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Earth Surface Dynamics An interactive open-access journal of the European Geosciences Union
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Discussion papers
https://doi.org/10.5194/esurf-2019-26
© Author(s) 2019. This work is distributed under
the Creative Commons Attribution 4.0 License.
https://doi.org/10.5194/esurf-2019-26
© Author(s) 2019. This work is distributed under
the Creative Commons Attribution 4.0 License.

Research article 05 Jun 2019

Research article | 05 Jun 2019

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This discussion paper is a preprint. It is a manuscript under review for the journal Earth Surface Dynamics (ESurf).

How does the downstream boundary affect avulsion dynamics in a laboratory bifurcation?

Gerard Salter1, Vaughan R. Voller2, and Chris Paola1 Gerard Salter et al.
  • 1Department of Earth Sciences, University of Minnesota
  • 2Department of Civil, Enviornmental, and Geo-Engineering, University of Minnesota

Abstract. Bifurcations play a major role in the evolution of landscapes by controlling how fluxes such as water and sediment are partitioned in distributary and multi-thread channel networks. In this paper, we present the first experimental investigation on the effect of the downstream boundary on bifurcations. Our experiments in a fixed-wall Y-shaped flume consist of three phases: progradation, transitional, and bypass; the first two phases are depositional, whereas during the third, the sediment flux exiting the downstream boundary matches the input on average. We find that deposition qualitatively changes bifurcation dynamics; we observe frequent switching in the discharge partitioning under depositional conditions, whereas bypass results in long periods of time where one branch captures most of the flow. We compare our results with a previously developed model for the effect of deposition on bifurcation dynamics. The switching dynamics we observe are more irregular and complex than those predicted by the model. Furthermore, while we observe long periods of time where one branch dominates under bypass conditions, these are not permanent, unlike in the model. We propose that the range of switching timescales we observe arises from a complex interplay of downstream-controlled avulsion, and the effect of bars in the upstream-channel, including previously unrecognized long-timescale bar dynamics. Finally, we describe bifurcation experiments conducted with sand but no water. These experiments share the essential feedbacks of our fluvial bifurcation experiments, but do not include bars. In these experiments, we find that the sandpile grows symmetrically while it progrades, but bypass leads to one branch permanently capturing all avalanches. We conclude that the downstream control of deposition vs. bypass is likely a major influence on bifurcation dynamics across a range of physical systems, from river deltas to talus slopes.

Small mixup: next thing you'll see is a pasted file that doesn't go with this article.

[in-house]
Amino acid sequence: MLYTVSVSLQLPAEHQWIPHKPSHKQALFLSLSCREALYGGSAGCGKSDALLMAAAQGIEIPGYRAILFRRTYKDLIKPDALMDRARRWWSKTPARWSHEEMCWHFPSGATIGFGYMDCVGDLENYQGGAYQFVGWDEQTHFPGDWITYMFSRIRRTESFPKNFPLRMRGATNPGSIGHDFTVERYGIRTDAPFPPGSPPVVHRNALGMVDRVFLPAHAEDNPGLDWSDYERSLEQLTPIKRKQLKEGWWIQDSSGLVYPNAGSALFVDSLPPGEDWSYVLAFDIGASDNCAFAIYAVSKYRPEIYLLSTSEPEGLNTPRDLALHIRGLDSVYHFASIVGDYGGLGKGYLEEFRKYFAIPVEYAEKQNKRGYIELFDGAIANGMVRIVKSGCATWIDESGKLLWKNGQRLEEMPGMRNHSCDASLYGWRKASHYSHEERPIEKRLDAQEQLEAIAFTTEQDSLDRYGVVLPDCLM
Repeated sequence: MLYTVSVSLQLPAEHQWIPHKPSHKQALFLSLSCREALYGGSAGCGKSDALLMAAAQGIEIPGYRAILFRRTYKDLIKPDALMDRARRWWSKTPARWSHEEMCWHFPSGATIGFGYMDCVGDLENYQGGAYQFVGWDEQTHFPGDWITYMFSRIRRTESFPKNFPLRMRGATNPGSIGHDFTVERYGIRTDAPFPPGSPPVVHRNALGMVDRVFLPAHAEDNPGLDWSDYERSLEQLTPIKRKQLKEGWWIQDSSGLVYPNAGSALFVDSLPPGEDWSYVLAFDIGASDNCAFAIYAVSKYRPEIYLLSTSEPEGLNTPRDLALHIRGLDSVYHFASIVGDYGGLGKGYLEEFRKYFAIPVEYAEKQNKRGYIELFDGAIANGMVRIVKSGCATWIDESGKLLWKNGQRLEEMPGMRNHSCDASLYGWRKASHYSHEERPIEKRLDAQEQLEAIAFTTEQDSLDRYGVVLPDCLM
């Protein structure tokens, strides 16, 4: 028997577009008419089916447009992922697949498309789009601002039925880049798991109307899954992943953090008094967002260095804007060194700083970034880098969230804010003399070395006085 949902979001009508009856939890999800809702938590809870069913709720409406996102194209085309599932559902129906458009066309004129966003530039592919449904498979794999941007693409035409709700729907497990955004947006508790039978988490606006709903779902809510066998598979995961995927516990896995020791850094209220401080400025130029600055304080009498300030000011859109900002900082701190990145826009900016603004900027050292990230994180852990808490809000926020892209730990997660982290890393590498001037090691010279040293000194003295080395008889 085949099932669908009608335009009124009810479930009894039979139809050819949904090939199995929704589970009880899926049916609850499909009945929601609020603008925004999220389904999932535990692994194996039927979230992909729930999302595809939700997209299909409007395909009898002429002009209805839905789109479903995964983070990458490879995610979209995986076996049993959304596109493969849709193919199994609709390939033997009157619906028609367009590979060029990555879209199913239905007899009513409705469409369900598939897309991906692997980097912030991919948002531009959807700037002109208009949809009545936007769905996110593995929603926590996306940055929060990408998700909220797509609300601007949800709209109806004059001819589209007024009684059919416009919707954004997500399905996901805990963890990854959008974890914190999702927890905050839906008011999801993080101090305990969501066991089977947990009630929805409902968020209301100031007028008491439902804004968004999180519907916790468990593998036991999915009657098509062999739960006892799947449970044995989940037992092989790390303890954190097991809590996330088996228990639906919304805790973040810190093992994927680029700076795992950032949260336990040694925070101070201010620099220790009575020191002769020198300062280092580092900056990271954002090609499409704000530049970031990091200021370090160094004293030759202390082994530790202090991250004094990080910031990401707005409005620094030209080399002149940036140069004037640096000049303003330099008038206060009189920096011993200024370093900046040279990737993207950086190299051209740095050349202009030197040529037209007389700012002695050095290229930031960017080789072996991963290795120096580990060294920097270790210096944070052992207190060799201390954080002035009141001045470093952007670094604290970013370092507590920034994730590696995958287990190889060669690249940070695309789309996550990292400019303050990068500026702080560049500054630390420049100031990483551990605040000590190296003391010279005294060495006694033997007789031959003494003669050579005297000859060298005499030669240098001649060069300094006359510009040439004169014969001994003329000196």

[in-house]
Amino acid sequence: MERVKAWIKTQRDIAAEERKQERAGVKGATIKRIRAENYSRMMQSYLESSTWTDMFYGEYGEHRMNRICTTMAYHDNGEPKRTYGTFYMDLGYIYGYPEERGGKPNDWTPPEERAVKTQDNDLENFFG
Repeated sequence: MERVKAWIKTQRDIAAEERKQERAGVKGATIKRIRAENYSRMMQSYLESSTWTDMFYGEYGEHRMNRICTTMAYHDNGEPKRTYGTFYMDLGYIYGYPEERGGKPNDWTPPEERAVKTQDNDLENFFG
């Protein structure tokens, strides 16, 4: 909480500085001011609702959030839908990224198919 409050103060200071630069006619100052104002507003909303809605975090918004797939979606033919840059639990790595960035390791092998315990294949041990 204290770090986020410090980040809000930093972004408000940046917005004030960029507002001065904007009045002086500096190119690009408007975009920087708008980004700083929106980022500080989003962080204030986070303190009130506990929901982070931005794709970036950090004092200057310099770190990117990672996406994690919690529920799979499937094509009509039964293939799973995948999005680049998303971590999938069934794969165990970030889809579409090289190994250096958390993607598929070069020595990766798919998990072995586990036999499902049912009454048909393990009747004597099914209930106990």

Gerard Salter et al.
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Gerard Salter et al.
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Bifurcation Experiments: Timeseries, Images, Topographic Scans, St. Anthony Falls Laboratory, 2016-2017 G. Salter, V. R. Voller, and C. Paola http://hdl.handle.net/11299/202950

Gerard Salter et al.
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Short summary
Bifurcations are the switches that steer water and sediment in delta and multi-thread river networks, playing an important role in shaping the landscape. In lab experiments, we found that when the downstream branches grow through time, frequent switching in the water/sediment partitioning occurs. In contrast, once sediment freely exits the downstream boundary, long periods of time where one branch dominates occur; however, unlike our theoretical prediction, these are not permanent.
Bifurcations are the switches that steer water and sediment in delta and multi-thread river...
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